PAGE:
Flea turns up again in Bob and the Monster (****), another LA-based redemptive music doc, this time set around the drug-fuelled alternative rock scene of the 1980s that gave rise to the likes of the Chili Peppers, Jane’s Addiction and Courtney Love. Its subject is Bob Forrest, a self-destructive wannabe singer who bought into the romanticised self-destructive myths of the music scene and blew his shot at the big time in a haze of heroin addiction. First time director Keirda Bahruth has access to a lot of good, scuzzy archival footage, but it’s when she gets onto Forrest’s subsequent rehabilitation as an addiction specialist who helped many of his rock star pals through their own battles that the film becomes genuinely compelling.

Helping people is also at the heart of Superheroes (***), a so-so documentary playing as part of the festival’s Kapow! comic-book strand. Exploring the increasing phenomenon of real superheroes in America, it starts off as an interesting look at a bunch of disturbed individuals who come across either as deluded pour souls or garishly costumed Travis Bickles-in-waiting. Alas, the film pulls away from all the nutters desperate to try out their dangerous-looking home-made weapons on actual criminals and ends up focusing on the few who dress up and help out at homeless shelters. That’s certainly a more noble use of their philanthropic instincts, but it feels welded on to a film that’s more interesting when exploring the darker side of the phenomenon.

There are more comic-themed shenanigans in Electric Man (*), a disappointingly feeble Scottish caper about a pair of comic shop workers who become embroiled in a convoluted quest to secure a copy of an ultra-rare and valuable first issue of the titular comic. Shot on a micro-budget in and around Edinburgh, it’s embarrassingly badly acted, flatly directed and boasts a script full of naff jokes and dated pop culture gags, making it more of an East Coast Fast Romance than a Scottish Clerks. It might have been made with love, but aside from the nifty opening credits sequence, I can’t imagine it will be of much interest to anyone other than the people who made it.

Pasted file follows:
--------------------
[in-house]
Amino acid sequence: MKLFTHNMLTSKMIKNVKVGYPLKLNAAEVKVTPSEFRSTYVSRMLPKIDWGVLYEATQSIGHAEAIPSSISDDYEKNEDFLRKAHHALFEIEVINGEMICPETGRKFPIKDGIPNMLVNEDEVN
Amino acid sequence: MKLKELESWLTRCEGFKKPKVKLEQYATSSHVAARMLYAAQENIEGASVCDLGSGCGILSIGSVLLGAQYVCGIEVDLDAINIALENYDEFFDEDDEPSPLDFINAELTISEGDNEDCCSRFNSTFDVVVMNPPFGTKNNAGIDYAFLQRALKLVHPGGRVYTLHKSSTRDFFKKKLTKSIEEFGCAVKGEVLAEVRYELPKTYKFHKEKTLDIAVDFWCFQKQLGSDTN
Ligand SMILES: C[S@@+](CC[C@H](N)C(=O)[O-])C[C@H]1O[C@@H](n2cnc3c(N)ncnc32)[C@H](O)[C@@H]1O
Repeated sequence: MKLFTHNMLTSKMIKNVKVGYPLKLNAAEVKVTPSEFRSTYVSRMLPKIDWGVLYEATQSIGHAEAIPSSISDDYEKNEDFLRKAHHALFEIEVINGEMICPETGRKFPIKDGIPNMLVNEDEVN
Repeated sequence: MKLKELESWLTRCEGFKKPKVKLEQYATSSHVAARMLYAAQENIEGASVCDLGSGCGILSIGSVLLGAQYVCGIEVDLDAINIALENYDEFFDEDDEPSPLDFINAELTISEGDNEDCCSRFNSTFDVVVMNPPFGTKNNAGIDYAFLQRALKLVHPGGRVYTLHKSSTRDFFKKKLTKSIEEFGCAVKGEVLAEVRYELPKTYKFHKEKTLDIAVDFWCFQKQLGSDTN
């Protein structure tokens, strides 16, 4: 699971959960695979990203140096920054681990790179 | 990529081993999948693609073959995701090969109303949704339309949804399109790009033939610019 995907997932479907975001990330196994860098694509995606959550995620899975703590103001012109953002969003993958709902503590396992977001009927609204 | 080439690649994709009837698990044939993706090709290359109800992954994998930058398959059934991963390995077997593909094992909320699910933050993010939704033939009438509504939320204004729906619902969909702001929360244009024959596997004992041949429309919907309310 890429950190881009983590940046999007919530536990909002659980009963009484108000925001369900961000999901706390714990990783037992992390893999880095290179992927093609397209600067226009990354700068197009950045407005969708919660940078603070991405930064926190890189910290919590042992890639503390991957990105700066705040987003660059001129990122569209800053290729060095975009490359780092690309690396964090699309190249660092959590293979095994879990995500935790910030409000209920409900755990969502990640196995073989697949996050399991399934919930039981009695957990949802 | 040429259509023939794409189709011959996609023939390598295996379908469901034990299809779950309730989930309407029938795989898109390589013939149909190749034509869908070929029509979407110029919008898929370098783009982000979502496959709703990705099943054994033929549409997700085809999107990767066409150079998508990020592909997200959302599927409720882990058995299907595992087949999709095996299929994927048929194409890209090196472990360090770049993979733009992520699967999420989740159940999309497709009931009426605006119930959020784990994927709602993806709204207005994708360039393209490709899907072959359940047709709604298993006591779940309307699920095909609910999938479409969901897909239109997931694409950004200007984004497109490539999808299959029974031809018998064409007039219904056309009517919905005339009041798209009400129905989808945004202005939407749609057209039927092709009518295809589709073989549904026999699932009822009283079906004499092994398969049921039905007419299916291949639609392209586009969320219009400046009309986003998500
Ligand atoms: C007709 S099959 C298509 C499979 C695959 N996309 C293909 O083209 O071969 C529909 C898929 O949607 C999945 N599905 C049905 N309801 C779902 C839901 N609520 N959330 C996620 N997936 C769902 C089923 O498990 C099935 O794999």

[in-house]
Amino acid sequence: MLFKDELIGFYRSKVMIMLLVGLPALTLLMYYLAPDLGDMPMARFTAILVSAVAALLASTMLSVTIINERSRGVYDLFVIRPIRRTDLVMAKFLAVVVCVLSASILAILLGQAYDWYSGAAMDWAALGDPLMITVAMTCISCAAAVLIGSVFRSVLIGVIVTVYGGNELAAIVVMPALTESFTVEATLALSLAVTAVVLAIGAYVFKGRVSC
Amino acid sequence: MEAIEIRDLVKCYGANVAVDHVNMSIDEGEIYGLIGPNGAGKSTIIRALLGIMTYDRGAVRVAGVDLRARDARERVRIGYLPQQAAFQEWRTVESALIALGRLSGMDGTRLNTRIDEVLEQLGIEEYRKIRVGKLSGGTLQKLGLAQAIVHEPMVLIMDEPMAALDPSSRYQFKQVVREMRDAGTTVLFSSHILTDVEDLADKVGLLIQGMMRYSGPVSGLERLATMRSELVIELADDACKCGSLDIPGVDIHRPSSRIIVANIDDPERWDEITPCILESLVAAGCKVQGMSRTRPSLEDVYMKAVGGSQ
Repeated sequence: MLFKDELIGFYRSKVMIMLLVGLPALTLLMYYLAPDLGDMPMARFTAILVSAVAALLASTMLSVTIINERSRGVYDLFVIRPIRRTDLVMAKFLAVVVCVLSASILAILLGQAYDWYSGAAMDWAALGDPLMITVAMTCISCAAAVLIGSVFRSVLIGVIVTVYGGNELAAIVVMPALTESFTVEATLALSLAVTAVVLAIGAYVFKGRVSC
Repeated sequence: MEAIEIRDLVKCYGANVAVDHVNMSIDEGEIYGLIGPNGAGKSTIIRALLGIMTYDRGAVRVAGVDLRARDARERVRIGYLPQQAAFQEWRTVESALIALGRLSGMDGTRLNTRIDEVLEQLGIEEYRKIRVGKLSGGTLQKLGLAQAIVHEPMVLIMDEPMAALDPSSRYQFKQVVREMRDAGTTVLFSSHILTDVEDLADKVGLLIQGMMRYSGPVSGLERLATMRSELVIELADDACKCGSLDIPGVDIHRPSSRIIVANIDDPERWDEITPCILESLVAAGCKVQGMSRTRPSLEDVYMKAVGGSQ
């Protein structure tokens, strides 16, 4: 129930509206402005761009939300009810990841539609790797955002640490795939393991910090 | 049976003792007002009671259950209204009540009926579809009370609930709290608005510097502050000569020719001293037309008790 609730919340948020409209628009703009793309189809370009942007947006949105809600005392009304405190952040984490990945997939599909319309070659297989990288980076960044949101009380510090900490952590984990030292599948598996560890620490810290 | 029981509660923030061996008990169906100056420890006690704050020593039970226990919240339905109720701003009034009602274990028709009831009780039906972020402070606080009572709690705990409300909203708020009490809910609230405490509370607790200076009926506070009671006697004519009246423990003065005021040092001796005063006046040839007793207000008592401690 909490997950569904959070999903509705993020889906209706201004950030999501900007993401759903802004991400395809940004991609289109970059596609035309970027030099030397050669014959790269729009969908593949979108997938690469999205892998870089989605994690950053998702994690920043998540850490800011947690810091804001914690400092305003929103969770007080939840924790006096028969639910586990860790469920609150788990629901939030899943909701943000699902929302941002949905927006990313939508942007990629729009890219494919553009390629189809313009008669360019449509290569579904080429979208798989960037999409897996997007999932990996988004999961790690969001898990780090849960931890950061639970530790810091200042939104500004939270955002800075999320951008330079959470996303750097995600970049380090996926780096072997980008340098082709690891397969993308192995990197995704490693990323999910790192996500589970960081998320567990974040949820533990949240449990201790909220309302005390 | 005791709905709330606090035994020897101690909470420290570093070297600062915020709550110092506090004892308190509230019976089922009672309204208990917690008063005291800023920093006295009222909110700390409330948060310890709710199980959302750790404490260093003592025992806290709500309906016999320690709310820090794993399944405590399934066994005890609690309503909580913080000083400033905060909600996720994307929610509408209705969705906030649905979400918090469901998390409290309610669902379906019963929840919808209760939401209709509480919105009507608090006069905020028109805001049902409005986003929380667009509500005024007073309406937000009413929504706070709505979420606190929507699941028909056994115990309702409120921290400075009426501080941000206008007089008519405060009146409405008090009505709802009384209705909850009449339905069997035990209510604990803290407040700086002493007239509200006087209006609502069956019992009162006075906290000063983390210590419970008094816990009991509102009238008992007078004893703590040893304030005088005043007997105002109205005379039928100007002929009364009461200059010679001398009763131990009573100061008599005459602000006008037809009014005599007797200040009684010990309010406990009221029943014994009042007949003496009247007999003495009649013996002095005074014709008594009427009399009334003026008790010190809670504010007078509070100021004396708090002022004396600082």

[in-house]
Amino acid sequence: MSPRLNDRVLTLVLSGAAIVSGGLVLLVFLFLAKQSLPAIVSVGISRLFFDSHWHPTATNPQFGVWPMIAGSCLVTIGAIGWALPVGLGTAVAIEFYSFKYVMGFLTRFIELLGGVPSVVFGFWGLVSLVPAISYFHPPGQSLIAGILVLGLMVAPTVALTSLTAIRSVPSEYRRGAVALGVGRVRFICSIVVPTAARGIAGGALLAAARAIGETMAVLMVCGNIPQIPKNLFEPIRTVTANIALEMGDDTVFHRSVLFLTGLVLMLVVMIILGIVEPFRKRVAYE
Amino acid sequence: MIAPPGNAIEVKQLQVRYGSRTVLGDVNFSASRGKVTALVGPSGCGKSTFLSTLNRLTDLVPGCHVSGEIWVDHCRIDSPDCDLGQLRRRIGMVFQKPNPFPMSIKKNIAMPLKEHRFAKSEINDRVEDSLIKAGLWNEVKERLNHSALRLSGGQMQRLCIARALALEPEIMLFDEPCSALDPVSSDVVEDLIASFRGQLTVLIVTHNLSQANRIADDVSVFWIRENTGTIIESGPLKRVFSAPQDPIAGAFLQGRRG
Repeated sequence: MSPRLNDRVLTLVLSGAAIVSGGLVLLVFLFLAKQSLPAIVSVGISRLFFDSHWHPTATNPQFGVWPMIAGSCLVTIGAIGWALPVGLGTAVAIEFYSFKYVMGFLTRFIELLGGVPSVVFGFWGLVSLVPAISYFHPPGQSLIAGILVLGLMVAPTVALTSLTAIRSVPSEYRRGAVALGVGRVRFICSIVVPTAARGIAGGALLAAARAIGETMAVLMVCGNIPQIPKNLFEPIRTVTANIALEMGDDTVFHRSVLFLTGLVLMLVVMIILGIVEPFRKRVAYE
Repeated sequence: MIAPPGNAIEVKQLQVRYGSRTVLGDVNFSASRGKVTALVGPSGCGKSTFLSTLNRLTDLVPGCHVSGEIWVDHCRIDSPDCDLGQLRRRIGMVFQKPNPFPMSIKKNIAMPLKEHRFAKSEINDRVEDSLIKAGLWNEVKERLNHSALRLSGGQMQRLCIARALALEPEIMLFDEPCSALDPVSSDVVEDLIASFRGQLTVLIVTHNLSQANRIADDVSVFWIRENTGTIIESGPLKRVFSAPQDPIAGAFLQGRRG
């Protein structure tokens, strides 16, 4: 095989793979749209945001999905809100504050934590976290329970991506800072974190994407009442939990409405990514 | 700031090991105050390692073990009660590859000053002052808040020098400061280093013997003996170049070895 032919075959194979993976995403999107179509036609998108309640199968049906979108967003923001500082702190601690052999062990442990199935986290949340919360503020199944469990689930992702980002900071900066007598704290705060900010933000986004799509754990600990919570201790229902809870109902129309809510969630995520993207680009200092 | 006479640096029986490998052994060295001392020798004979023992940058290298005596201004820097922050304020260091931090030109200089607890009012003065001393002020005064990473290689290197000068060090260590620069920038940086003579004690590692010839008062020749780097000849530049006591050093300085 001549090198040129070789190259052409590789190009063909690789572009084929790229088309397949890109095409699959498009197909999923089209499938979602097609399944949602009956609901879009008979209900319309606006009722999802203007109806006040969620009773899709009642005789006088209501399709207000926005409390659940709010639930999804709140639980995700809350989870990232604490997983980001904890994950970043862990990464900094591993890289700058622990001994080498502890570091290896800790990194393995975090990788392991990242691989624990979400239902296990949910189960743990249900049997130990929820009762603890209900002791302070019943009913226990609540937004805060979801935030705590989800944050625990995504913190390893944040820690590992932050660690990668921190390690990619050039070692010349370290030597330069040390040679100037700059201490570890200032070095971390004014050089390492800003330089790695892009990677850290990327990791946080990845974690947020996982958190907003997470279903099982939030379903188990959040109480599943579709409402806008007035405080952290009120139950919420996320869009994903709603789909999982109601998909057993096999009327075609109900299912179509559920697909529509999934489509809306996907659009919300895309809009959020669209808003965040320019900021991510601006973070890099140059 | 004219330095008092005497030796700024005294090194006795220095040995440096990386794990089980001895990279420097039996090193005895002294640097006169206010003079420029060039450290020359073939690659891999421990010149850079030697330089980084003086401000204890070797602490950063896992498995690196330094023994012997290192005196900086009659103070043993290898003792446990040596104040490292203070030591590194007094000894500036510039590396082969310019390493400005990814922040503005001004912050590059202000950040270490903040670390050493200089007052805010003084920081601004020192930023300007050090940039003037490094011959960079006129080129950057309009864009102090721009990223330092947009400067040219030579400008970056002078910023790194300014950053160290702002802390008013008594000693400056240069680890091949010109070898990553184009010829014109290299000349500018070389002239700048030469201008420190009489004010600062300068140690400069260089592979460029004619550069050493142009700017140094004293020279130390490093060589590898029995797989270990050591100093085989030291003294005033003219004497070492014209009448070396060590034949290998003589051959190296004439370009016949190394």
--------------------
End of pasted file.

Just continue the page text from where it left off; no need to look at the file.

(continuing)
The Decoy Bride (**) isn’t much better. This twee, Scottish-set romcom starring David Tennant and Kelly Macdonald received its British premiere at the festival on Tuesday night ahead of its DVD release early next month. It’s certainly not hard to see why it is mostly bypassing cinemas. Tennant is surprisingly charmless as an author who falls for Macdonald just as he’s about to wed a Hollywood movie star (Alice Eve), and Macdonald, despite her best efforts as the unlucky-in-love island girl roped in to throw the press off the scent of the couple’s Hebridean wedding, is fighting a losing battle against some pretty corny dialogue and slack pacing.

Much better is Up There (***), the debut feature from award-winning British short-filmmaker Zam Salim. Shot in Glasgow, it’s a melancholic comedy about the bureaucracy of the afterlife revolving around dead man (Burn Gorman) stuck in limbo doing a dead-end job. The film’s central joke is that the same boring mundane problems we experience in life are repeated in death, and though this gag does wear a little thin, things are held together by an engaging central turn from Gorman and the sense that Salim has created a fully realised world. And it also shows there are at least some interesting films being made in Scotland.

The Raid is screening at Glasgow Film Theatre on 25 February; The Other F Word, GFT today and CCA tomorrow; Bob and the Monster, CCA tomorrow and GFT on 26 February; Superheroes, GFT today; The Electric Man, CCA today; The Decoy Bride, run ended; Up There, GFT tomorrow